“I could remember standing at the start line the next year and [seeing] how impactful what I do—that solidified it for me—how impactful a job I have to see the world come here and run this race. And when the howitzer went off, I couldn’t pull myself away and I was really overwhelmed at the time. It was a testament to all the work we do to put this on and just standing there and seeing the people run past the start line…it was just overwhelming, but it was something I’ll always, always remember.”
Really enjoyed sitting down with Peter Ciaccia, president of events at the New York Road Runners and race director for the New York City Marathon, for the podcast this week!
Ciaccia, 65, will be retiring next month after 18 years with the organization. He took over race director duties for the world’s largest and most popular marathon in 2015 and oversees the production of every NYRR event throughout the year. Ciaccia, who is “committed to growing and sustaining a vibrant, inclusive running community,” has helped grow NYRR’s total number of finishers by over 40 percent.
We covered a lot of ground in this conversation, including: what he’ll miss most about his job, and the mark he hopes to leave on the organization—and the sport—when he steps down after this year’s New York City Marathon; how he plans to spend his time in retirement and the origins of his impeccable fashion sense; his upbringing in the Bronx and how that shaped his passion for health and fitness; why he first got involved with the NYRR in 2001 and how his role there has evolved over the years; his time working in the music industry and how that experience has influenced the way he thinks about and puts on running events.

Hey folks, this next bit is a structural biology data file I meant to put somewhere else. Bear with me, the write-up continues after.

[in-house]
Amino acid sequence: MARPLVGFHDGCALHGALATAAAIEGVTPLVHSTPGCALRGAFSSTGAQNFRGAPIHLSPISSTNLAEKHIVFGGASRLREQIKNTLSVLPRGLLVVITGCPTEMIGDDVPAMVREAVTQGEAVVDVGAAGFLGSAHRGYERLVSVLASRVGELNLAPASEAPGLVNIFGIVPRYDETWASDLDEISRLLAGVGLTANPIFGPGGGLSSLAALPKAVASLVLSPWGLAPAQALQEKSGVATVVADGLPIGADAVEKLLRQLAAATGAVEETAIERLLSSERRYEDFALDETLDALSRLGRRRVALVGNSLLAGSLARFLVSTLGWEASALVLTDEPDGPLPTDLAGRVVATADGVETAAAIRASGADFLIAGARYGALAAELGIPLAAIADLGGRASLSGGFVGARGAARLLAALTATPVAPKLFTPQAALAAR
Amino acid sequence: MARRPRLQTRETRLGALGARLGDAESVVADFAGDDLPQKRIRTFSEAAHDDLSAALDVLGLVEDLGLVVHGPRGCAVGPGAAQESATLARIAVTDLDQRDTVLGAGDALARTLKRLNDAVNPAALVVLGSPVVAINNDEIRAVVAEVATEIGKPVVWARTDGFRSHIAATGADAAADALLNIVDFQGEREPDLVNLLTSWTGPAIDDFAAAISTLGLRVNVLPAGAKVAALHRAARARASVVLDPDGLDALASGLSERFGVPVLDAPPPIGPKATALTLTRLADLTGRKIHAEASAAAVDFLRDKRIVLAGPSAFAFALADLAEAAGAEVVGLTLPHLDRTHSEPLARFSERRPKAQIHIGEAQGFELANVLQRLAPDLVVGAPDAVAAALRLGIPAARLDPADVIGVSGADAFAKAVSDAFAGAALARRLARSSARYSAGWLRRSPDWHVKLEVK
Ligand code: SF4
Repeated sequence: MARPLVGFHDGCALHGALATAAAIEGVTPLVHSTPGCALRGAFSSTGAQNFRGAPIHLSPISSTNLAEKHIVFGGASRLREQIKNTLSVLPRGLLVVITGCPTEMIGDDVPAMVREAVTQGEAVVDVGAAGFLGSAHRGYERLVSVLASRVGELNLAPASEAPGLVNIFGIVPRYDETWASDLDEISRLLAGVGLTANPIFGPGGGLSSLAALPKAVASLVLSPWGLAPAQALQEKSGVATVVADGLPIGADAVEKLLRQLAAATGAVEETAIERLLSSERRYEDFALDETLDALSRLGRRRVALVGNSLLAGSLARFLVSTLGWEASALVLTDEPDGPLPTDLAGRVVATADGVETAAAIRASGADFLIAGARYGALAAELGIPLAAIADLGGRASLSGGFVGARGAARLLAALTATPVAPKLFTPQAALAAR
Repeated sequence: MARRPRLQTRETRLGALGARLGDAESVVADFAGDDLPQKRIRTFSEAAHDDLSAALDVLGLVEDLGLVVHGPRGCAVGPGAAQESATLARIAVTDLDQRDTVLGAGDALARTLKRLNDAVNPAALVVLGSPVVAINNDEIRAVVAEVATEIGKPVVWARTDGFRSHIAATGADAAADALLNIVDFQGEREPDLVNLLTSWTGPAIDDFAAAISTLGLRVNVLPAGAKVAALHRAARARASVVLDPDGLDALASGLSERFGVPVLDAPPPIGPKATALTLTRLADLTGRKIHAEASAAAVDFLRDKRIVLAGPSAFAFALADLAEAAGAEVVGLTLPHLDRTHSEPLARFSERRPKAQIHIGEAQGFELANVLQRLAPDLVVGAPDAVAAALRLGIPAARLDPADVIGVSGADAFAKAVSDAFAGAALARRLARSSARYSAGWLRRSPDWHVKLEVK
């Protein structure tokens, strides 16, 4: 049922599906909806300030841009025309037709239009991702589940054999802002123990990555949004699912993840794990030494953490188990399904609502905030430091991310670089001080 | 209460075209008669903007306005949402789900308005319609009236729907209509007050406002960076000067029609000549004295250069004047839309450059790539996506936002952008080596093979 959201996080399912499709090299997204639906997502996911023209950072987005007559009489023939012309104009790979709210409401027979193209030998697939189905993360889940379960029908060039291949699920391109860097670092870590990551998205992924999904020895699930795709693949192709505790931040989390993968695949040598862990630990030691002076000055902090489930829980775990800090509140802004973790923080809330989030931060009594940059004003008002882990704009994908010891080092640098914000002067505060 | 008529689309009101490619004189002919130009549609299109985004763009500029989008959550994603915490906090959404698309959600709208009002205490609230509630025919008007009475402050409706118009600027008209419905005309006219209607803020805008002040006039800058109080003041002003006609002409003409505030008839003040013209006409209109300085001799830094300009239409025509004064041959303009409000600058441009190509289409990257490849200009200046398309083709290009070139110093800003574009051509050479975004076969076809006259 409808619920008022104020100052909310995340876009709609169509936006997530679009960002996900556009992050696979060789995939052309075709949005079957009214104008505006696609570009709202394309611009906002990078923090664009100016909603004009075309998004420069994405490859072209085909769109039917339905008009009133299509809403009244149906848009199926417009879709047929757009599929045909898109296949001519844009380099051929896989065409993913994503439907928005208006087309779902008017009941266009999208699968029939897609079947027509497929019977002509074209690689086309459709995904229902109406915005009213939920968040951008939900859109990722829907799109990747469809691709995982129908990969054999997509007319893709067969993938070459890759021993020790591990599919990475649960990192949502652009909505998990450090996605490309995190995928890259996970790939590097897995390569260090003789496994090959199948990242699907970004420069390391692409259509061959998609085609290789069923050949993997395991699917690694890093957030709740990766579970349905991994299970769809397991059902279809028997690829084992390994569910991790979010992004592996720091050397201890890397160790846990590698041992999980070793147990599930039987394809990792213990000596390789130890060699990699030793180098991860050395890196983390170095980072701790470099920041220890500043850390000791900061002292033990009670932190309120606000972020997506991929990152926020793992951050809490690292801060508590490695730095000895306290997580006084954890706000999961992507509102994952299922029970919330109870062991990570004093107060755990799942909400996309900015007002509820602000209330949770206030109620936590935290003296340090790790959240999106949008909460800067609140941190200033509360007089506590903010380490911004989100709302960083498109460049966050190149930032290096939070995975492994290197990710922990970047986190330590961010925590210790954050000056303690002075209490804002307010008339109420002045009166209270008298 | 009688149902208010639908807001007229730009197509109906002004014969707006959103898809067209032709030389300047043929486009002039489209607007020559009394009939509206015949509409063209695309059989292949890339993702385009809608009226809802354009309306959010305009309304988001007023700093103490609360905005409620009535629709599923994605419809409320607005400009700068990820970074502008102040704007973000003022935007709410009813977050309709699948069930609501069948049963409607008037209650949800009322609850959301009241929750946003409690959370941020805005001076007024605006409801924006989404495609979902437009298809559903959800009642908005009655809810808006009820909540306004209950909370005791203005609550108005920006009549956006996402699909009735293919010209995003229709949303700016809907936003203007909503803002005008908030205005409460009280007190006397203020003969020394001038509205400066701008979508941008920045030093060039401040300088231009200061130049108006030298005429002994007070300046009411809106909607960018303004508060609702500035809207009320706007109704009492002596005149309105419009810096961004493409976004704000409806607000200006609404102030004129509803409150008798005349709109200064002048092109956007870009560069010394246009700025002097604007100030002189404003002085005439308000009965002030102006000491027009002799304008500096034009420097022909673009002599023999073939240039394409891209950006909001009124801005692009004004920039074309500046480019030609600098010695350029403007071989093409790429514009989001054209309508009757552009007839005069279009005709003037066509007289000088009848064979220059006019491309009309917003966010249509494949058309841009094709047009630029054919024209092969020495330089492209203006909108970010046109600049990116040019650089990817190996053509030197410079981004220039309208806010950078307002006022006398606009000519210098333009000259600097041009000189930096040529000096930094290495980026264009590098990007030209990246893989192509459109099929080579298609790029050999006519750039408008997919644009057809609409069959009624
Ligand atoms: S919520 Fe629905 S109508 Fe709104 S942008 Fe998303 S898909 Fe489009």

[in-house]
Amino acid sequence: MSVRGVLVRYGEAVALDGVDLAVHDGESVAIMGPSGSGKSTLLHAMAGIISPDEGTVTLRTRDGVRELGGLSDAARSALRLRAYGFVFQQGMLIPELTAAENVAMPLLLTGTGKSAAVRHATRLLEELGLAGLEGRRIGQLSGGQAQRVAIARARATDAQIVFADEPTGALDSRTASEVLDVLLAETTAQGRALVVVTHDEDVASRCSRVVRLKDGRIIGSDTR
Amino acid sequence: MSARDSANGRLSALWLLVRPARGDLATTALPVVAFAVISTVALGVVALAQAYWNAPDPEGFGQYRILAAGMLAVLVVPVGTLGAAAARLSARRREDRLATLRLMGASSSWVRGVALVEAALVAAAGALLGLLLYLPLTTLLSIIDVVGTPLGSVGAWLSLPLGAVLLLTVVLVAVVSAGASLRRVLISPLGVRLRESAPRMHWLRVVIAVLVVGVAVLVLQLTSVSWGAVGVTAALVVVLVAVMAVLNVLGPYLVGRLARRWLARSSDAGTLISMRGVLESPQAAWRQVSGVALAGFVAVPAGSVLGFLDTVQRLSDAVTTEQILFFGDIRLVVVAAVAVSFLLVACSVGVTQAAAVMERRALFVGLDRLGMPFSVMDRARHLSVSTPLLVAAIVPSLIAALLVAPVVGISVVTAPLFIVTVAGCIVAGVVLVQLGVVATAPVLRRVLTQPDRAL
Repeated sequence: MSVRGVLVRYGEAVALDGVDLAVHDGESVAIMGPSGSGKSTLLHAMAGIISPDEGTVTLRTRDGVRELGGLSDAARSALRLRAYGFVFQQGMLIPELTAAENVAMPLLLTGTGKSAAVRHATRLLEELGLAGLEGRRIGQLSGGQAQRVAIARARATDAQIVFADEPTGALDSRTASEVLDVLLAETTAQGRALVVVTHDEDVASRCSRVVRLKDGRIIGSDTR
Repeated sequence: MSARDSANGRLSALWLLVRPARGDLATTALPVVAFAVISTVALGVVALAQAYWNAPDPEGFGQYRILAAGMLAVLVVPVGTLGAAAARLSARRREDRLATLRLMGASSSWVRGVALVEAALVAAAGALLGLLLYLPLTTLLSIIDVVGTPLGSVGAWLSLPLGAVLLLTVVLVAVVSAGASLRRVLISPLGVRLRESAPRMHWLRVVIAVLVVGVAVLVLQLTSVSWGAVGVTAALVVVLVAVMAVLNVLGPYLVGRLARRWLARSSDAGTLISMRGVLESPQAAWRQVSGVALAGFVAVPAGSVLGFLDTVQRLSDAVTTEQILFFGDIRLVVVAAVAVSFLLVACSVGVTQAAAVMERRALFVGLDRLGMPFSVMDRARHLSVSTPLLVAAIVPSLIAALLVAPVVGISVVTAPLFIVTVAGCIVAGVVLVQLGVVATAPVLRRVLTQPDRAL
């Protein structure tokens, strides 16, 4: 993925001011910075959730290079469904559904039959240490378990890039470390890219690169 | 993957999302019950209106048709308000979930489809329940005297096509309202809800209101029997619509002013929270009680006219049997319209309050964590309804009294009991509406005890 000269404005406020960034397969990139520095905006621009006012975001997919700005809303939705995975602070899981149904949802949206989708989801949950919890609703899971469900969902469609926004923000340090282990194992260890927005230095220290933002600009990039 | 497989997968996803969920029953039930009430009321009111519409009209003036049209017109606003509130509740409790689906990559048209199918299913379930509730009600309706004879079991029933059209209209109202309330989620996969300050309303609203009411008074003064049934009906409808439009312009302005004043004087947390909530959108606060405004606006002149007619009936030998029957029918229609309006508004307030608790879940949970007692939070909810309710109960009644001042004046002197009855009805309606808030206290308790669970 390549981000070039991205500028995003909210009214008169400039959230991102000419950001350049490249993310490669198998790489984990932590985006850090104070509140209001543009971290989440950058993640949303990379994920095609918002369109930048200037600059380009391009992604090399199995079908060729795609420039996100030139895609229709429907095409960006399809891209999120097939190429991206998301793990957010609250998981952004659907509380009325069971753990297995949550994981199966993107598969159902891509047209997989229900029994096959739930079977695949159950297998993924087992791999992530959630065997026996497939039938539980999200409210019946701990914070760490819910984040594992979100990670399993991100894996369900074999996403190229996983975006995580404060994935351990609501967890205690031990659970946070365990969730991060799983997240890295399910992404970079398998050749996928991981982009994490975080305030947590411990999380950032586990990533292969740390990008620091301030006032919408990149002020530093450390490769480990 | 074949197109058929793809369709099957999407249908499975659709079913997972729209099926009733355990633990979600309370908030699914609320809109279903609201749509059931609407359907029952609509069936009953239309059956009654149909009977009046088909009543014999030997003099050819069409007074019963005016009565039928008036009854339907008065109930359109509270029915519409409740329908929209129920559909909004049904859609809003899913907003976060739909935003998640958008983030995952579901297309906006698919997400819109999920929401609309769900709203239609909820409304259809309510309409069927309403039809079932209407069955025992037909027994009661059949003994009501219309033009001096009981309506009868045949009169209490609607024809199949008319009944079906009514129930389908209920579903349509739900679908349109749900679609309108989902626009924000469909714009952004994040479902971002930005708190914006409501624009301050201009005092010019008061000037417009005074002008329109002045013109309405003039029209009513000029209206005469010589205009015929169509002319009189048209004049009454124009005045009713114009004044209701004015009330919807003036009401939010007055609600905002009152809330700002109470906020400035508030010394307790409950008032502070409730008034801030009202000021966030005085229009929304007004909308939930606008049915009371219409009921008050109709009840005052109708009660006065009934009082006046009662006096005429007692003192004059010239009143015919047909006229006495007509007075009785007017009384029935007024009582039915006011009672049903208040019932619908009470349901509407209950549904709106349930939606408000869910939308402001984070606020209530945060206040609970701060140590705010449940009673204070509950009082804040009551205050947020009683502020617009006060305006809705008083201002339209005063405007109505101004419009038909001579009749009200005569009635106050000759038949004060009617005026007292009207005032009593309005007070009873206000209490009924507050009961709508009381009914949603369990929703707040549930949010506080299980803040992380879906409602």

I asked Ciaccia about the importance of professional athletes to races and what he’s done to help bridge the gap between the front of the pack and the back of the field; anti-doping and NYRR’s Run Clean initiative, which he spearheaded in 2015, and why that’s so important for the sport; the NYRR Youth Wheelchair Training Program, which he helped launch in 2016, and the opportunities it’s created for disabled kids; and whole lot more.